The noise is unmistakable, even when you don't expect to hear it. It's a gentle roar that rises every now and again; it bubbles with passion.
It seems so out of place here in the market, where most of the sounds are of vendors entreating you to relieve them of their wares. Below that is the normal hubbub of tourists stocking up on their Peruvian souvenirs, the colourful beanies and mass-produced T-shirts.
But deep in the background there's that noise, that distant hum of action, so I decide to follow it, to see if it really is what I think it is.
Out on the street it's been raining - the river here in Aguas Calientes is as strong as ever, rushing past the town with a promise of violence that seems strange in such a beautiful place. Slip in there at this time of year, during the rainy season, and you'd be in serious trouble.
Bus after bus rolls through the little town's narrow streets, dropping passengers off and preparing to ferry yet another load up the hill to Machu Picchu, the sight everyone is here to see. Brakes groan, doors squeak, people file on and off.
There's no other reason to come to Aguas Calientes, nothing else to do here but wander through those tourist markets and select something to remind you of your visit to Machu Picchu. It's a Sunday afternoon but it's business as usual in town - the tourist trade here never sleeps.
The sound seems like it's coming from up the hill, away from the train tracks and the main square. Not many gringos make it up there, because there's no reason to. There are just a couple of local restaurants of questionable quality and blocks of apartments. Nothing much to see.
I'm almost certain I'm right now - the sound has joy in it, and passion, but also a little fury. Two kids dash past me on the cobbled alley, making their way up the hill, and I'm sure it's what I think it is.
Sure enough, I round one last corner, past one more block of flats, and there in the middle of Aguas Calientes, not two blocks from the tourist markets and the bars but hidden in another world, is the local football pitch. It's perched on the hillside right in among the city, carved between the buildings and alleys and squares.
The noise is from the crowd, the large group of locals who've gathered outside the high wire fences that surround the pitch to cheer on their local team. No one pays any mind to the gringo in their midst - they're engrossed in the game, in chatting to each other, in eating their food and drinking their beers.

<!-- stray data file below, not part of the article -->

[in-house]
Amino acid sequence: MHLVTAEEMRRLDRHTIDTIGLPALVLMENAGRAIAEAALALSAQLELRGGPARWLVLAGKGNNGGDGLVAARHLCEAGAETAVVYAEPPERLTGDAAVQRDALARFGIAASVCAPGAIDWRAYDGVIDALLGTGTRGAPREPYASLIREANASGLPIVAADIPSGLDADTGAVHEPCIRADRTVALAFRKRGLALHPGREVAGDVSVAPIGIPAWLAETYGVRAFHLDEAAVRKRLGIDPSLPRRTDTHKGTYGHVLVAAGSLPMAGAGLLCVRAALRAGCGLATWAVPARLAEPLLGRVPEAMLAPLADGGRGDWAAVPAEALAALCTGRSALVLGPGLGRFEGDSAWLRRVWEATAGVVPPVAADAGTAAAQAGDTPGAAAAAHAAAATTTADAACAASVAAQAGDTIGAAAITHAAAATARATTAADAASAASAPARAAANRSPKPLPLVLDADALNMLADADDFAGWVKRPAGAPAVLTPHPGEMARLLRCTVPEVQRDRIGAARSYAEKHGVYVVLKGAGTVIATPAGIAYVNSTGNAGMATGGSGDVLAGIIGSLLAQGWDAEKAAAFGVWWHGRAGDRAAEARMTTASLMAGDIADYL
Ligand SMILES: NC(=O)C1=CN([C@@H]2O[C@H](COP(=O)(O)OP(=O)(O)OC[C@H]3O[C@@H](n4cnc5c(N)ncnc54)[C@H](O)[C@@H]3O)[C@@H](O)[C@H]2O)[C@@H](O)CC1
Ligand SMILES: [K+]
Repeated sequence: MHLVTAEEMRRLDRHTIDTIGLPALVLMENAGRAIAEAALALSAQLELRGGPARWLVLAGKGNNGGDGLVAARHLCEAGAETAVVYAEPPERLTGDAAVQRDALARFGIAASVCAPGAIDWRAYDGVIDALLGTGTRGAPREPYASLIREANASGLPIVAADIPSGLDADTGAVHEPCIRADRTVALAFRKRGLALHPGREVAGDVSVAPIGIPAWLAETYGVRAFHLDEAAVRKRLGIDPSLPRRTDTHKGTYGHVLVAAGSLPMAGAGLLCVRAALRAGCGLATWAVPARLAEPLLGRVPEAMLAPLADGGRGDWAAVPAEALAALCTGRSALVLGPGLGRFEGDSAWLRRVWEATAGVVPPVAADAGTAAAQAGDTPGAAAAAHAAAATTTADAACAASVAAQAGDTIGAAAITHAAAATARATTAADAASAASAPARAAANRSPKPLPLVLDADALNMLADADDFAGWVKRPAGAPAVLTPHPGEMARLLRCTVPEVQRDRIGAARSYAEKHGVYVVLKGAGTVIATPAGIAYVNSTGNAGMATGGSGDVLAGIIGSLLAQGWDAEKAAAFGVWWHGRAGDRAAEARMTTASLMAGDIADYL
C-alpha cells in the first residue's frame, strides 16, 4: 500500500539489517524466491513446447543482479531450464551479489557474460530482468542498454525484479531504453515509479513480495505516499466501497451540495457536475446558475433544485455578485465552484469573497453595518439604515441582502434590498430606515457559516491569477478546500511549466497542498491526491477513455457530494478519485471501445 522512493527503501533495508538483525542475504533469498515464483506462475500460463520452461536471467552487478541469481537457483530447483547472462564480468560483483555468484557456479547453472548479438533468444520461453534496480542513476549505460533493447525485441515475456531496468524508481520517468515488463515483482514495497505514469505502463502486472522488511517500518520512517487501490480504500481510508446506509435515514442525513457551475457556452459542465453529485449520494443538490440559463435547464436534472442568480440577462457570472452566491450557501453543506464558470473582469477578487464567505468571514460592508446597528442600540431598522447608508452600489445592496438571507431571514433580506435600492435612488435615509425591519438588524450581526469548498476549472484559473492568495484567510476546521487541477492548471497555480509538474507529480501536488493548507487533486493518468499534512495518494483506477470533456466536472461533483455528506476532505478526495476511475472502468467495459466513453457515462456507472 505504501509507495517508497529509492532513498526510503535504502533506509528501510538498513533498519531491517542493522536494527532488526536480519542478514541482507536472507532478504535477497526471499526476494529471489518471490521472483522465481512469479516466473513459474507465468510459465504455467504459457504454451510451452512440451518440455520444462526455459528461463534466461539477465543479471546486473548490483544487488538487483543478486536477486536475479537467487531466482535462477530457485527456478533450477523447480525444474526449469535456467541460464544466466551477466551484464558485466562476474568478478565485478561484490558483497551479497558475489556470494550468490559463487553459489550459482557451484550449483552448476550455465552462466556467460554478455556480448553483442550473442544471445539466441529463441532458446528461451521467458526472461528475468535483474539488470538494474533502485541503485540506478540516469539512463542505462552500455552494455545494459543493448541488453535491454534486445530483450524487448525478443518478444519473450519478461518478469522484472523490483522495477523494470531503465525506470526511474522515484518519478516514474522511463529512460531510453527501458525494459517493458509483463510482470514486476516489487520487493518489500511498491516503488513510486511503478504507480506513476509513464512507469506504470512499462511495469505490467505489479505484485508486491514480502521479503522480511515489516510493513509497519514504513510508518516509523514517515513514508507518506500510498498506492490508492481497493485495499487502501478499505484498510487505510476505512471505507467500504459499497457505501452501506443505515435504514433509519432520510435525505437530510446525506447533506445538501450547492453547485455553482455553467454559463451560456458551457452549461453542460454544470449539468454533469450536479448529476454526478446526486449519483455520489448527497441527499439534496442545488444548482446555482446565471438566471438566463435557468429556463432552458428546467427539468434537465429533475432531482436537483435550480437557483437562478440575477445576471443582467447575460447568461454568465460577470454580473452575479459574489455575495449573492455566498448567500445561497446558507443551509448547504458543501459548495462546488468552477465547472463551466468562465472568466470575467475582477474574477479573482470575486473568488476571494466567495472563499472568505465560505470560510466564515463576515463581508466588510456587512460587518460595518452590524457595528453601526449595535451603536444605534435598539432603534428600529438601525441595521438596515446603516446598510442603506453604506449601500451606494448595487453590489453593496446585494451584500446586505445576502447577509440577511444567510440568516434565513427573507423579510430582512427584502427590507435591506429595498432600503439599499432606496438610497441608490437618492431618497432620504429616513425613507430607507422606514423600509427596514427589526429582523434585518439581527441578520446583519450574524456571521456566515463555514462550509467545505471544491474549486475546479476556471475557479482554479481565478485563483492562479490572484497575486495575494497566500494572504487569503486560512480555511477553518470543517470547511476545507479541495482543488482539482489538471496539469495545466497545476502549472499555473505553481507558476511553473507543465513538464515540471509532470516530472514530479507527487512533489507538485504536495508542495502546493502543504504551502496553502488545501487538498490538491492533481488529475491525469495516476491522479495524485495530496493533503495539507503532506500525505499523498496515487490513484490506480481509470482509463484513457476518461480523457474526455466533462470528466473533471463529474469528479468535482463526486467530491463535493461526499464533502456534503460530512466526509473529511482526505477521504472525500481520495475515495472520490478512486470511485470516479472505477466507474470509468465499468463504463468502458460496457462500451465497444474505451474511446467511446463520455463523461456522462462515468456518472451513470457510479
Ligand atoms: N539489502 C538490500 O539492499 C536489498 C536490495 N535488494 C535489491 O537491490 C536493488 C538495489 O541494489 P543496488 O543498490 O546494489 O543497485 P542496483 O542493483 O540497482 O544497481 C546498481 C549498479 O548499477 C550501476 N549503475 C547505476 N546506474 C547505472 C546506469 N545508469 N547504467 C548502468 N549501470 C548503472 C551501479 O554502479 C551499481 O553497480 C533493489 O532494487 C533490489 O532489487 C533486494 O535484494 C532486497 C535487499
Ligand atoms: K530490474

It might sound stupid but I've found my holy grail.
This morning I'd been in Machu Picchu, the Incan ruins that must top more bucket lists than almost any sight in the world. It had been fascinating, of course. A lifelong highlight. But I like my culture living and breathing, which is why I'm just as happy having stumbled upon a local football game as I was stumbling across ancient ruins just a few hours earlier.
This is fun. I can't even tell which team is the local one, until the guys in blue score a goal and no one cheers. Right, so we're going for the pink team then. The people around me don't seem too bothered by the score - this is a social event, the game comes second.
I don't speak Spanish, so I'm not joining in the conversation, but still, there are few global unifiers quite like football. Put it up there with music, or dance, or food, or a simple smile. Doesn't matter where you go in the world, if you know football, you've got something in common with everyone.
I know when to cheer. I know who the bad guys are. I know we hate the referee. And I know that here, very briefly, until the guy in black blows the final whistle, I won't be treated as a tourist. I'll just be a fan.
The setting is spectacular. The Andes rise steep and imposing on all sides of the narrow valley. The synthetic pitch is a raw, striking green among the drab greys and browns on the buildings.
The crowd, perched on concrete benches or standing with fingers curled around the wire fencing, is a sea of colour, from their beanies to their knock-off football jerseys of teams from around the world. They're still chatting, or cheering, or some even singing.
With just a couple of minutes to go, the pink team - our team - scores, sending the crowd wild. The guy on the bench next to me throws an arm around my shoulders, gives a high salute to the gods of the beautiful game. I'm doing exactly the same.
You don't expect to top a visit to Machu Picchu in a lifetime, let alone that same day. But strangely enough, I might have.
Do you prefer interacting with locals to seeing the sights when you travel? What have your memorable experiences been? Post a comment below and share your stories.